The fabric of these three stories is part of the time in which they were written. As with stories written in any period, however, their threads stretch back to the very earliest patterns of storytelling. Science fiction, which started out with the conventions of nineteenth-century fantasy, has in less than a century developed techniques peculiar to itself--techniques, however, which are now being borrowed by the mainstream of fiction.
Many mainstream writers do not realize whom they have to thank for these techniques. This is not surprising, however, since even many SF writers have no idea where the roots of their special techniques lie. Besides the old tradition of fantasy out of which it developed, science fiction itself owes a particular debt of gratitude to the nineteenth-century storytellers--not only to recognized earlier writers of the genre, such
as H. G. Wells and Jules Verne, but to many of the other people then writing in Western literature, who wrote either proto-science fiction or fantasy verging on science fiction, simply as variations of the short-story forms in which they were accustomed to expressing themselves.
What began to distinguish science fiction from other writing in that early time was the idea of what might be called technologized fantasy. From this came the so-called hardware science fiction of the early pulp era--a direct descendant of the tales of Wells and Verne. This was the science fiction of rockets and robots and other futuristic machines, and in the nineteen-thirties it achieved its first real development into something like present-day science fiction in the magazine Astounding, under its editor, John W. Campbell.
John Campbell took hardware science fiction and insisted that it have something more to it than technology. What Campbell wanted was to tie all this into what he called an "idea story," a story that used all the trappings of what was then science fiction to demonstrate a logical point about Man and his present or future possibilities.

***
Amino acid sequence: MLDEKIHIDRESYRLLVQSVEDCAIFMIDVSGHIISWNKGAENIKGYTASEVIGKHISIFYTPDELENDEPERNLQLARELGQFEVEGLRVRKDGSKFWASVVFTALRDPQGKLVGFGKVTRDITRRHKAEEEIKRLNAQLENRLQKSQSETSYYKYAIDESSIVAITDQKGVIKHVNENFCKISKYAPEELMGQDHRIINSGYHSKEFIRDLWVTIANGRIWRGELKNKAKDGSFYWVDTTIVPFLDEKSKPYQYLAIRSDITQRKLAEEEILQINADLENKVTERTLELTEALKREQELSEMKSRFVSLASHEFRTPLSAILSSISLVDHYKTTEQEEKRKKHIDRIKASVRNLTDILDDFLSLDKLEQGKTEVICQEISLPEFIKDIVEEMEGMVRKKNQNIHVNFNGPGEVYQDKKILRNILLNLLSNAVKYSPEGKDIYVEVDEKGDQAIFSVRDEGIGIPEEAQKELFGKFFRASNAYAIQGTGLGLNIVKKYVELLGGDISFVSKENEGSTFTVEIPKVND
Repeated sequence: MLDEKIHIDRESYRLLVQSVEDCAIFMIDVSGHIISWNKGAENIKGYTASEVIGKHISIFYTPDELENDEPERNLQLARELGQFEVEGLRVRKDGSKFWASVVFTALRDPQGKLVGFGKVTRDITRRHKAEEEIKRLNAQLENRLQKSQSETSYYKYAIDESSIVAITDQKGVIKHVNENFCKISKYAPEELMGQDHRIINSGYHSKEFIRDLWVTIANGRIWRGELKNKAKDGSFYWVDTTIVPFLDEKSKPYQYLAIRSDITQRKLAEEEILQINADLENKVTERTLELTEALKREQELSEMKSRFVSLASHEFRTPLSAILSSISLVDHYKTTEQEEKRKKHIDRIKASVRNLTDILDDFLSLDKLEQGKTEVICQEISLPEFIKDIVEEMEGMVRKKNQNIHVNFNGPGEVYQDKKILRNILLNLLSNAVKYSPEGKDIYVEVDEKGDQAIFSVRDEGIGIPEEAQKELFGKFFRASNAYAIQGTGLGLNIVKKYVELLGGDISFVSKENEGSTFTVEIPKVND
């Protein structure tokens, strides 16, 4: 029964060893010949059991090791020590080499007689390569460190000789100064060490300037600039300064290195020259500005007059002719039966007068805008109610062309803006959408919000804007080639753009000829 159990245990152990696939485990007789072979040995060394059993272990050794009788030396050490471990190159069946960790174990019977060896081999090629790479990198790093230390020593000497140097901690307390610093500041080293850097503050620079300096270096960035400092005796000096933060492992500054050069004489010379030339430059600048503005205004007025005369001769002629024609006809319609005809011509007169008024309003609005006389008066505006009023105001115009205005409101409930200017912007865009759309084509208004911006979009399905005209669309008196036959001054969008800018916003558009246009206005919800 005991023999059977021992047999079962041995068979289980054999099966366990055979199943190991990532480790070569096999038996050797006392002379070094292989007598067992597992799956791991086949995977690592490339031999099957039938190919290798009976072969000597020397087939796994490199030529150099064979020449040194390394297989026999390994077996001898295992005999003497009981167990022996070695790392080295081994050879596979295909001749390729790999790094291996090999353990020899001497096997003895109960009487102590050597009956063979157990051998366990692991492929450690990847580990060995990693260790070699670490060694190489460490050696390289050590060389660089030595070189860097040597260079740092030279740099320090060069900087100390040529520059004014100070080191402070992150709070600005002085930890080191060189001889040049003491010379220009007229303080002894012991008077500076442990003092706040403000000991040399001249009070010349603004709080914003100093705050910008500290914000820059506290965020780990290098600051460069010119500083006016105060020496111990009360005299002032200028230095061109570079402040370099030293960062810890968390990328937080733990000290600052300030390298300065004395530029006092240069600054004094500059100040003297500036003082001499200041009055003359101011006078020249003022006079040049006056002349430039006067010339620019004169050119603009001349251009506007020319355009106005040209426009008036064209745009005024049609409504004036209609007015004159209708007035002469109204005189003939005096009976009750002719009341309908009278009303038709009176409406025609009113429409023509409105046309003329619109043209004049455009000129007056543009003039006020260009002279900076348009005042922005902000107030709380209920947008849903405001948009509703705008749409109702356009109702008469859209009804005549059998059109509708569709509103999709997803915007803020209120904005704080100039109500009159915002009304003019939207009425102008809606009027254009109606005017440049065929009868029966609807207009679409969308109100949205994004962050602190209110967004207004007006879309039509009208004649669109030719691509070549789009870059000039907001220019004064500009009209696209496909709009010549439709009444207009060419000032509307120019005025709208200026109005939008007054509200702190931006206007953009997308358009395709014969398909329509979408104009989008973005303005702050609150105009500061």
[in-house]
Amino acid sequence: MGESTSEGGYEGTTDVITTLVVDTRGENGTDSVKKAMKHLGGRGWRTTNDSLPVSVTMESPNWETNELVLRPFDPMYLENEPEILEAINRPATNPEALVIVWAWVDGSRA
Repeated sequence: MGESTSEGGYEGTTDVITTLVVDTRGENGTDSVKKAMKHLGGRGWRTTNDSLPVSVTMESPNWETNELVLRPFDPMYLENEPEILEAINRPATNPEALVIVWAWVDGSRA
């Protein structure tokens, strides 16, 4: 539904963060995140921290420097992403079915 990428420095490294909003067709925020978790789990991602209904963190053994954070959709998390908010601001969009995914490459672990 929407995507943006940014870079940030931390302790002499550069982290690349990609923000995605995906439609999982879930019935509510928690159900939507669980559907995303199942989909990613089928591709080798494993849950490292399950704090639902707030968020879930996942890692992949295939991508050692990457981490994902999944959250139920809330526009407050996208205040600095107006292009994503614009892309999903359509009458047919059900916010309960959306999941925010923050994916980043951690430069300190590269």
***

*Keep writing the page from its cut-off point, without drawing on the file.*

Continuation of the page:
This "idea story" was really the thematic story--a story built around a theme. Its roots in the modern era go back to Flaubert's Madame Bovary. Following World War II, science fiction writing began to expand into this larger area of thematic story proper; developing ever more depth and breadth in the nineteen-fifties and -sixties, to emerge in the present decade with its emphasis on "people" stories with themes growing out of the character and motivation of human beings in a possible world.
The three stories in this book are excellent illustrations of exactly this metamorphosis; in a very true sense, evidence of science fiction's coming of age in twentieth-century literature.
GORDON R. DICKSON
THE GREATEST LOVE
"You certainly don't live up to your name, Doctor Craft," Louise Baxter said, acidly emphasizing my name. "I trust your degree is from a legitimate medical college. Or was it the mail order variety?"
I didn't dignify the taunt with a reply. Being a young woman, I held my Cornell Medical School diploma too valuable to debase it in argument with a psychotic.
She continued in the sweetly acerbic voice that must have made her subordinates cringe, "In the fashion industry, you quickly learn how to tell the 'looker' from the 'putter.' It's very easy to classify your
I refrained from saying that her sort--Cold Calculating Female posing as Concerned Mother--was just as easy for me to classify. Her motive for this interview with her daughter's obstetrician was not only specious but despicable. Her opening remark of surprise that I was a woman had set the tone of insults for the past fifteen minutes.